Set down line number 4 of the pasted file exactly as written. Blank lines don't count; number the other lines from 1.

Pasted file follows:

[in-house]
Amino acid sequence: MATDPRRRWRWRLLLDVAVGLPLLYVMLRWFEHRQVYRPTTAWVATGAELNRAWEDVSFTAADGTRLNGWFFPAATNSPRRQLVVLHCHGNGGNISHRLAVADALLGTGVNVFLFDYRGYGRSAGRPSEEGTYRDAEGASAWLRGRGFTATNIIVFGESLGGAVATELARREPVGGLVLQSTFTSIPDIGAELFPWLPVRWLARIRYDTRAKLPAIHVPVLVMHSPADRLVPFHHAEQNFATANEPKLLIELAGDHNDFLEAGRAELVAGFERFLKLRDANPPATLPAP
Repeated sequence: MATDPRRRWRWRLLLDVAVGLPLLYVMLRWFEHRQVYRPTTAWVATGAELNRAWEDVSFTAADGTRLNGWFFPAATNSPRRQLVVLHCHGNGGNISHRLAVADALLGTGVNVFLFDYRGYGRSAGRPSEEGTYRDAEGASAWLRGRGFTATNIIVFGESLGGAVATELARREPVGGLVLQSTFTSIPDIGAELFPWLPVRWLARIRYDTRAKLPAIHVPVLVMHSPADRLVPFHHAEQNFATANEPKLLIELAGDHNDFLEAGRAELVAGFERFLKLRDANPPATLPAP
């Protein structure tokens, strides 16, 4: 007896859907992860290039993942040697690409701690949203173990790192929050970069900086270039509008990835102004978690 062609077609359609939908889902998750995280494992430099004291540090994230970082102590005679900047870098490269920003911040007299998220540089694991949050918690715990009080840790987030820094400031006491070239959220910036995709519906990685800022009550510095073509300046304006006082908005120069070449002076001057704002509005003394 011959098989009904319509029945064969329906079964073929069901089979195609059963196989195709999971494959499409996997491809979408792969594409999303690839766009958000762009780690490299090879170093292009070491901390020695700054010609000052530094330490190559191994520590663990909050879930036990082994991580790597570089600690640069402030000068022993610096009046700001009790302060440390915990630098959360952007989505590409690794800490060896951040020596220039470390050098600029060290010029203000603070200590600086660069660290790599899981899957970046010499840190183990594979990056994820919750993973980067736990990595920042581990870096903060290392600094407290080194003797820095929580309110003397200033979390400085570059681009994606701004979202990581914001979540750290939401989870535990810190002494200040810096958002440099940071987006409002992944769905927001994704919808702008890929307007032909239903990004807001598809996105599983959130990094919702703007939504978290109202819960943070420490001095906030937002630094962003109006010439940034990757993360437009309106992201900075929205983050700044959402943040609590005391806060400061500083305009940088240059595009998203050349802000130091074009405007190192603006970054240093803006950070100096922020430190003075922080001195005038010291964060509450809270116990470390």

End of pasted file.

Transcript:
């Protein structure tokens, strides 16, 4: 007896859907992860290039993942040697690409701690949203173990790192929050970069900086270039509008990835102004978690 062609077609359609939908889902998750995280494992430099004291540090994230970082102590005679900047870098490269920003911040007299998220540089694991949050918690715990009080840790987030820094400031006491070239959220910036995709519906990685800022009550510095073509300046304006006082908005120069070449002076001057704002509005003394 011959098989009904319509029945064969329906079964073929069901089979195609059963196989195709999971494959499409996997491809979408792969594409999303690839766009958000762009780690490299090879170093292009070491901390020695700054010609000052530094330490190559191994520590663990909050879930036990082994991580790597570089600690640069402030000068022993610096009046700001009790302060440390915990630098959360952007989505590409690794800490060896951040020596220039470390050098600029060290010029203000603070200590600086660069660290790599899981899957970046010499840190183990594979990056994820919750993973980067736990990595920042581990870096903060290392600094407290080194003797820095929580309110003397200033979390400085570059681009994606701004979202990581914001979540750290939401989870535990810190002494200040810096958002440099940071987006409002992944769905927001994704919808702008890929307007032909239903990004807001598809996105599983959130990094919702703007939504978290109202819960943070420490001095906030937002630094962003109006010439940034990757993360437009309106992201900075929205983050700044959402943040609590005391806060400061500083305009940088240059595009998203050349802000130091074009405007190192603006970054240093803006950070100096922020430190003075922080001195005038010291964060509450809270116990470390």